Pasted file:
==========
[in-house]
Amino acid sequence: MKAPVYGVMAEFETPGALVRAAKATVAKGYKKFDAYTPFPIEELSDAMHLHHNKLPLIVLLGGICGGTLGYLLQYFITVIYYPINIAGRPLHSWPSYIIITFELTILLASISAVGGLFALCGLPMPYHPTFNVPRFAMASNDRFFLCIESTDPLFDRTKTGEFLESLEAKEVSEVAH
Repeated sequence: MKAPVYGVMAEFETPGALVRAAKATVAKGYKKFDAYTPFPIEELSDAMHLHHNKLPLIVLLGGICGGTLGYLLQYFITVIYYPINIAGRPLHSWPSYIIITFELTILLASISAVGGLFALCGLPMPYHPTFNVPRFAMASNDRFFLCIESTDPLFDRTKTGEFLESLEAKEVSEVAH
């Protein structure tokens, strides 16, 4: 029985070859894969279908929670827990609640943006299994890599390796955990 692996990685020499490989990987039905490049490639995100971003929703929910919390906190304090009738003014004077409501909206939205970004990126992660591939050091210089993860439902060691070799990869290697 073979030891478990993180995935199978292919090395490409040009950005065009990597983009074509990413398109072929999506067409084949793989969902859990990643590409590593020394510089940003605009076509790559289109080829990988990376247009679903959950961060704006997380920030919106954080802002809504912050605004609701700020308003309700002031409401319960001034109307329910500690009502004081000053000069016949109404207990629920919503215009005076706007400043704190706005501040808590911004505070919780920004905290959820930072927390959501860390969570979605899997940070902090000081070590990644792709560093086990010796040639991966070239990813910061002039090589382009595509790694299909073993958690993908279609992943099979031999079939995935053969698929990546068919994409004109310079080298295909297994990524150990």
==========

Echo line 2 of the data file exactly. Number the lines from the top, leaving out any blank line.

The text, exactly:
Amino acid sequence: MKAPVYGVMAEFETPGALVRAAKATVAKGYKKFDAYTPFPIEELSDAMHLHHNKLPLIVLLGGICGGTLGYLLQYFITVIYYPINIAGRPLHSWPSYIIITFELTILLASISAVGGLFALCGLPMPYHPTFNVPRFAMASNDRFFLCIESTDPLFDRTKTGEFLESLEAKEVSEVAH